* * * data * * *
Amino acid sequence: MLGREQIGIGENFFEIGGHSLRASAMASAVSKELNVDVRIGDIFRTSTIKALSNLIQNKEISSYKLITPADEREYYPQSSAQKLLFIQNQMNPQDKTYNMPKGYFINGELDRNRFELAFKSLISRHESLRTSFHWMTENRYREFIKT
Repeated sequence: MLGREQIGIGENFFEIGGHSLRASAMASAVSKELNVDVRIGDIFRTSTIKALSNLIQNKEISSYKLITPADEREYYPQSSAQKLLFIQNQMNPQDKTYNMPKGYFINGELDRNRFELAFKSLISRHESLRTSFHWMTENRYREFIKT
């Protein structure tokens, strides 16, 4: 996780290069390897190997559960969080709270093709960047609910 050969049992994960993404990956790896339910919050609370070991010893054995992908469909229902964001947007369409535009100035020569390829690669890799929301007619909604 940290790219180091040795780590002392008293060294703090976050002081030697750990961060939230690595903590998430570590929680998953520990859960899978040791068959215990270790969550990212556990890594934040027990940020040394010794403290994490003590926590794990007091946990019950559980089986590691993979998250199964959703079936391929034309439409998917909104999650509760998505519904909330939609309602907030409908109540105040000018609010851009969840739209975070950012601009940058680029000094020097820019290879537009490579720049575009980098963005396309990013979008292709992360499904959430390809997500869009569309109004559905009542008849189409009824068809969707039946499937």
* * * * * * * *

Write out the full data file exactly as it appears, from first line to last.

Amino acid sequence: MLGREQIGIGENFFEIGGHSLRASAMASAVSKELNVDVRIGDIFRTSTIKALSNLIQNKEISSYKLITPADEREYYPQSSAQKLLFIQNQMNPQDKTYNMPKGYFINGELDRNRFELAFKSLISRHESLRTSFHWMTENRYREFIKT
Repeated sequence: MLGREQIGIGENFFEIGGHSLRASAMASAVSKELNVDVRIGDIFRTSTIKALSNLIQNKEISSYKLITPADEREYYPQSSAQKLLFIQNQMNPQDKTYNMPKGYFINGELDRNRFELAFKSLISRHESLRTSFHWMTENRYREFIKT
């Protein structure tokens, strides 16, 4: 996780290069390897190997559960969080709270093709960047609910 050969049992994960993404990956790896339910919050609370070991010893054995992908469909229902964001947007369409535009100035020569390829690669890799929301007619909604 940290790219180091040795780590002392008293060294703090976050002081030697750990961060939230690595903590998430570590929680998953520990859960899978040791068959215990270790969550990212556990890594934040027990940020040394010794403290994490003590926590794990007091946990019950559980089986590691993979998250199964959703079936391929034309439409998917909104999650509760998505519904909330939609309602907030409908109540105040000018609010851009969840739209975070950012601009940058680029000094020097820019290879537009490579720049575009980098963005396309990013979008292709992360499904959430390809997500869009569309109004559905009542008849189409009824068809969707039946499937």